I’ve been delving into Church-related aspects of organised veggie/vegan activity in Britain for several years now.
If anyone wishes to check out the extent to which Christian theology has played a largely forgotten role in efforts to promote ethical awareness towards diet, over the past two centuries, my blog (‘Christian vegetarianism - an archive’) presents material from archive journals along with links to related websites and details of my recently published book.
It’s all amateur but almost entirely original research which should provide a substantial resource for those interested. If nothing else, Christian critics of humane and compassionate values towards the lives of other creatures tend to be the least aware of the input of some of their most respected figures, in the historical ‘Food Reform’ movement. That may change, eventually, but campaigners who choose to deal with such notions (on Christian terms) should find the insights of earlier vegetarian and vegan activists rather useful in the course of future advocacy.
All best wishes,
Trying to use Christian theology to further vegetarianism?
One would have to ignore so much of the central pillar of Christian theology (The bible) to push that agenda it isn’t even funny.
Sorry buddy but it is a bit of a long stretch and even you must see that.
It’s not as much of a stretch as you might think. I’m currently agnostic (but raised Christian) so I’d like to think I’m carrying very little bias on the subject of religion and its place in the rights debate.
I haven’t done much research but I have read about sects of Christianity that promote vegetarianism (not veganism, but it’s on the right path!). There are plenty of pamphlets and campaign materials strictly devoted to showing Christians that their faith shows them that they shouldn’t eat animals. I was actually given a cd the other day about it by the owners of a vegan danish bakery near where I live, I was quite surprised to see it tucked away in my box of free samples.
While religions do have dogma that go against animal rights and veganism they also have dogma that supports it. 80-90% of the world population is religious in some way and Christianity is one of the largest three. To simply say Christianity is bad for veganism is ignoring a large part of the world that we can’t afford to ignore.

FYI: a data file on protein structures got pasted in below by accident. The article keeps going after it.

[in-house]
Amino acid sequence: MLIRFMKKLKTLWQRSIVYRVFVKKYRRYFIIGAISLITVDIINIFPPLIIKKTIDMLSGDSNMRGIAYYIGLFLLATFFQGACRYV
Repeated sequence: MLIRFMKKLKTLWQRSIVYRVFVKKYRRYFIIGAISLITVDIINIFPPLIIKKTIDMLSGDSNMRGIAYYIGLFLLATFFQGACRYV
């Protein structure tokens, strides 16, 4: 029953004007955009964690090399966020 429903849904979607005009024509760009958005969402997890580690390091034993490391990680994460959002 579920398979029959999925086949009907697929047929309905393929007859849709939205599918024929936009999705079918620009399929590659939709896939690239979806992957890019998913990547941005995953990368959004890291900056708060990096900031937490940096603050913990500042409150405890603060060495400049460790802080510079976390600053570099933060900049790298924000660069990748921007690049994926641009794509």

I also think your blog sounds like a neat idea and while it may not pertain to me exactly I’ll definitely check it out.
The story of Cain and Abel leaps to mind. This is almost concrete evidence right off the bat. But you’re right in that the bible contradicts itself on the matter quite a bit, hence it is inconclusive and not a valid source to use for either argument.
Along with growing groups of thinking and compassionate Christians (such as the C.V.A.) I’m not exactly keen on the idea of surrendering theology and progressive ethics to the negative ideas which tend to dominate today’s Churches. The majority of Christians are both hostile towards veganism and unaware of their own historical contribution to the growth of Western vegetarianism in equal measure.
There’s too rich a legacy to leave untapped and anyone involved in the promotion of veganism should probably be prepared for a “long stretch” of several centuries before society (including religious elements of the ‘general public’) would be all that likely to embrace our ideals.